Two bills aimed at providing funding for flood relief projects in the Chehalis River Basin and statewide were heard in the House Capital Budget Committee today. The bills are sponsored by Rep. Richard DeBolt, R-Chehalis, who also serves as the ranking Republican on the committee (pictured at right).
“All of my focus this year is on providing this funding to make real the vision of the Chehalis Basin Flood Authority,” said DeBolt, R-Chehalis. “Our region cannot keep waiting for protection from the next flood. We can’t wait on further delays from the federal government, and it’s in the best interest of this state to invest in and protect our economic and infrastructure interests in the area.”
The five largest floods in the Chehalis Basin have occurred in the last 30 years. The 2007 flood caused an estimated $938 million in damage to infrastructure and communities.
House Bill 2356 would authorize $1 billion in general obligation bonds to finance flood hazard reduction projects in high risk areas of Washington that are most vulnerable to flooding.
House Bill 2357 would also authorize $1 billion in general obligation bonds for the same purposes, but also provide $505 million for storm water projects from general obligation bonds to protect and improve water quality and watershed function.
Either bill could move forward, depending on support in the Legislature.
J. Vander Stoep, a Chehalis attorney; Dave Burnett, chair of the Chehalis Confederated Tribes and Vicki Raines, mayor of the town of Cosmopolis and chair of the Chehalis Basin Flood Authority, traveled to Olympia to testify before the committee (pictured at left). They provided an update on the use of previous funding for smaller projects, the regional plan for addressing floods, and questions that remain for the authority to answer before its report is due to the Legislature in November. (part of presentation pictured at right)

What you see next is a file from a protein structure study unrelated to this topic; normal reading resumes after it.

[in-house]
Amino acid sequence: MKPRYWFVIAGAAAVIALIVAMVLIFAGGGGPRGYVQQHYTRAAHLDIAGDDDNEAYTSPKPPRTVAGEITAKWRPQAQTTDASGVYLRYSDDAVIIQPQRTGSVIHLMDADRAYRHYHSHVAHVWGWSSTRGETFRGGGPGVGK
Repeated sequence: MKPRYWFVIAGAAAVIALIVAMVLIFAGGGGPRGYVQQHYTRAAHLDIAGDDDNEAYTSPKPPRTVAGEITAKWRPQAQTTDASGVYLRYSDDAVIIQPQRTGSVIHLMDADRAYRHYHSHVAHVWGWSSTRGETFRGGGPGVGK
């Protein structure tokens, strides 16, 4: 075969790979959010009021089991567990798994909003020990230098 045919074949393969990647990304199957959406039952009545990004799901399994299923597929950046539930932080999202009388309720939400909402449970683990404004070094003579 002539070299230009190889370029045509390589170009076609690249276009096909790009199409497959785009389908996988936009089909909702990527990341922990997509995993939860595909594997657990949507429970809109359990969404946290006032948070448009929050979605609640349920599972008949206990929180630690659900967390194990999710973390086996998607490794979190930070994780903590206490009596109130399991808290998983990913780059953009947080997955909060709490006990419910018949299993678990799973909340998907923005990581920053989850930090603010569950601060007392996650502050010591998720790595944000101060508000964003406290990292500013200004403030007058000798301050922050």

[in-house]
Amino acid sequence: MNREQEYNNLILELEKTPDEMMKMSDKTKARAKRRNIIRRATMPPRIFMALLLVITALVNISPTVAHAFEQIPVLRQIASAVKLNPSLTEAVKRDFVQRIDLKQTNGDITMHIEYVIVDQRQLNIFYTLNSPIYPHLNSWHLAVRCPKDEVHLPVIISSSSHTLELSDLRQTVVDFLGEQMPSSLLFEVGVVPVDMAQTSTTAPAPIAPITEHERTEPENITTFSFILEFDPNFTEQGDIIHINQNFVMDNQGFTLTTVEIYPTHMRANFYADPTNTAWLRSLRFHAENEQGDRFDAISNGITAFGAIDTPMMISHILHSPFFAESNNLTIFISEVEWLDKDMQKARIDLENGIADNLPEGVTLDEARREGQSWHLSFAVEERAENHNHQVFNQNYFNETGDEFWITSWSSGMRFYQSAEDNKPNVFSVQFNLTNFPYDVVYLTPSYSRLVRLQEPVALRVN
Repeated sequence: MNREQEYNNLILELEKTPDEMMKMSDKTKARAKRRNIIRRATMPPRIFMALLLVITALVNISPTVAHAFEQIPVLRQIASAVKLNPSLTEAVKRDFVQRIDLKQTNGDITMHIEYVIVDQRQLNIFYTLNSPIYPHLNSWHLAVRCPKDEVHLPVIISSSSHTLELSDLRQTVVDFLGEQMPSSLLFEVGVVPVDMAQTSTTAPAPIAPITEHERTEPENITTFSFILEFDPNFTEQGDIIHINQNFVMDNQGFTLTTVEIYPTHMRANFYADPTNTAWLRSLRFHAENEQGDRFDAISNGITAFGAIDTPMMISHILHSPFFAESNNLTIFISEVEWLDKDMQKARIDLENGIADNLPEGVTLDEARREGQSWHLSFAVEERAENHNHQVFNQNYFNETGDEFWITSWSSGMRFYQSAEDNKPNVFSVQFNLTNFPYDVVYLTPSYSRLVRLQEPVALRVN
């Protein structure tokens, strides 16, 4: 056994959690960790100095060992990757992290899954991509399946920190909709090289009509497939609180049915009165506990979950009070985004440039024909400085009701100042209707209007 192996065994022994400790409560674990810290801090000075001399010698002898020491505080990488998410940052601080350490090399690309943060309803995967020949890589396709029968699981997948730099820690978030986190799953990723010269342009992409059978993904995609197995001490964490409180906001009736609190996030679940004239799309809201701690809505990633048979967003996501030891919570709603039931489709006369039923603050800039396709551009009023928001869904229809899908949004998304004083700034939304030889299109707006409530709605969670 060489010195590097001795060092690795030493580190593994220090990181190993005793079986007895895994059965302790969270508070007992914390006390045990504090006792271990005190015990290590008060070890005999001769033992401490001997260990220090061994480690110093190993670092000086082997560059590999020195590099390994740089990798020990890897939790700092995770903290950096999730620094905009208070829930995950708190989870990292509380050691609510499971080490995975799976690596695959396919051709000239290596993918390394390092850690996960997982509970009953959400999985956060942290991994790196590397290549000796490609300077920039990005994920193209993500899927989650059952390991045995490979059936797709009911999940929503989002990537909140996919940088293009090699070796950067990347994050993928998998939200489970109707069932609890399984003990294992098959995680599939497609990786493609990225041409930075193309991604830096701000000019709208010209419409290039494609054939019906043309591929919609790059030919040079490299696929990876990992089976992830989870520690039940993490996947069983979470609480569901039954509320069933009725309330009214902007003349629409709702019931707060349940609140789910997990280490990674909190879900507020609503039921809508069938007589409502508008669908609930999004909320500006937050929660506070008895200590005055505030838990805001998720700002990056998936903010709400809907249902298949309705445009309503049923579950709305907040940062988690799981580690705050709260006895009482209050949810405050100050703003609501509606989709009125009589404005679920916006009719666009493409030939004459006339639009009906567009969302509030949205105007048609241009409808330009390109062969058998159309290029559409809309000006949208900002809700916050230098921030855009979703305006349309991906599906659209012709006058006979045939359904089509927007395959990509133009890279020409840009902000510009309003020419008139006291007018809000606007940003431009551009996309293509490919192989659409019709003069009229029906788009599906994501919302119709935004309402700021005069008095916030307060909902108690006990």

“I’m glad we had the local perspective to share how important this funding is to the people who live and work in the Chehalis Basin. This is about saving lives and livelihoods when the next flood comes. We must be prepared and not delay,” DeBolt said. “Flooding is the most costly natural disaster in our state – the better we can prepare for and prevent damage the more our state will save in the long run.”
DeBolt provided each member of the committee with copies of “This Flood Happened,” a compilation of stories about the 2007 flood from students at Adna Elementary in Chehalis.
One story from a kindergarten student reads: “The bridge broke to our house and the water came right up to our house. We rode the 4-wheelers through the trails to get out. We went to Uncle Dave’s house and stayed there a couple nights. Then we went to Grandma Donna’s house and spent lots of nights. Now we are all back home together and it is good.” A third grader wrote: “When the flood came, it started coming faster and faster. The RV started to float. The RV tilted. I started getting banged around. A helicopter came and got me and my Dad. I went and stayed with my Mom.” One first grader simply stated: “I didn’t feel good when the flood happened because I was scared. I was sad because my friends got flooded.”
“While I understand our focus is on funding for these projects, I wanted to provide the very real human stories affected by this devastating flood,” DeBolt said. “The importance of moving forward so this level of damage does not happen again cannot be understated. I look forward to moving forward with this funding so we can continue with the larger flood prevention projects now.”
After today’s hearing, both bills will await action by the House Capital Budget Committee. If the committee approves one or both bills, they will advance for consideration to be placed on the House floor calendar. At that point, the full House of Representatives could vote on the legislation.
The 2014 session is scheduled to adjourn March 13.
For more information about Rep. DeBolt, visit: www.representativericharddebolt.com.
— May 26, 2015
Steven now works for the state, but was not here in that capacity this morning.